Task difficulty affects the association between childhood fitness and cognitive flexibility

Keita Kamijo, Hiroaki Masaki

Research output: Chapter in Book/Report/Conference proceedingChapter


In this chapter we provide additional insight into the association between aerobic fitness and cognitive flexibility in preadolescent children. We compared lower-fit and higher-fit children’s task performance during the Trail Making Test (TMT). The TMT consists of two parts. TMT-A requires participants to draw a line connecting 25 randomly positioned numbers in numerical order, while TMT-B asks them to draw a line connecting numbers and letters in an alternating order. That is, the TMT-B necessitates greater cognitive flexibility than the TMT-A. Analyses revealed that higher-fit children exhibited superior task performance relative to lower-fit children for the TMT-A, corroborating previous findings indicating the general nature of the relationship between fitness and cognition in preadolescent children. In contrast, task performance did not differ between the fitness groups for the TMT-B. Thus, the positive association between aerobic fitness and cognitive flexibility disappeared, likely because the cognitive task was too difficult for preadolescent children. This result indicates that task difficulty affects the association between fitness and cognitive control during childhood.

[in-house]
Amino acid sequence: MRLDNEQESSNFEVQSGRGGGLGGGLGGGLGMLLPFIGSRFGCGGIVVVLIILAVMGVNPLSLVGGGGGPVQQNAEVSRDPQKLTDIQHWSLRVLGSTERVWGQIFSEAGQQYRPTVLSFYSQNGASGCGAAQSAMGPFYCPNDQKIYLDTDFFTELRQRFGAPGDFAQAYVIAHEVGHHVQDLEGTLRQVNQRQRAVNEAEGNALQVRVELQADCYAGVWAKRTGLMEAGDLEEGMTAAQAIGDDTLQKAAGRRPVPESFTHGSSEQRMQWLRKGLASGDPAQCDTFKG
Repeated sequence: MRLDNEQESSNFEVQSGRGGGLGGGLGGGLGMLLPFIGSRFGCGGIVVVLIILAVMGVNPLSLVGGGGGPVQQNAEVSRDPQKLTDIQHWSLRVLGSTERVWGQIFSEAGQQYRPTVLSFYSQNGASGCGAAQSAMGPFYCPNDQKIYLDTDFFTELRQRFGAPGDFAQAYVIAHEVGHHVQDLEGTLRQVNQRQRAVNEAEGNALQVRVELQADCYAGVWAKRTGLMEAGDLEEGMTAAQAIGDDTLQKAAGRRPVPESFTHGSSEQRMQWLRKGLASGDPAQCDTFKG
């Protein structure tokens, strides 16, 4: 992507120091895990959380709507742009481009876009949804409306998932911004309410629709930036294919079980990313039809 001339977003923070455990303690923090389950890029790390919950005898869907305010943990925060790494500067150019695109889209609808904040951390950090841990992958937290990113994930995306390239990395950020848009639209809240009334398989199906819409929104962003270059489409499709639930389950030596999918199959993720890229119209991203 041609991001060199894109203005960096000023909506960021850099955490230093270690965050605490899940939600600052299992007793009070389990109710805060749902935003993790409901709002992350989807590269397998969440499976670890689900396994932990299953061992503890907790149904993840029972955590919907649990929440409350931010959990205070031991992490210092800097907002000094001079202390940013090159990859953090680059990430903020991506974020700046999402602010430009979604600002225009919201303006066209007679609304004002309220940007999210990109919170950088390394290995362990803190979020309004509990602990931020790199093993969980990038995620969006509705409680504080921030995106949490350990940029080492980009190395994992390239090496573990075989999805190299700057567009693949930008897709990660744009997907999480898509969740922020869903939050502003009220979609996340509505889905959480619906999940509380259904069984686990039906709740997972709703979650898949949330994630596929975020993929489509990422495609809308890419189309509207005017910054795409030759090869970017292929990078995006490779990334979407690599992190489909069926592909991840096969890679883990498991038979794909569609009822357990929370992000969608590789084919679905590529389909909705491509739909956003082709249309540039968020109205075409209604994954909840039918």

Original languageEnglish
Title of host publicationSports Performance
PublisherSpringer Japan
Number of pages11
ISBN (Print)9784431553151, 9784431553144
Publication statusPublished - 2015 Jan 1



  • Children
  • Cognitive control
  • Cognitive flexibility
  • Fitness
  • Task difficulty

ASJC Scopus subject areas

  • Medicine(all)
  • Engineering(all)
  • Social Sciences(all)

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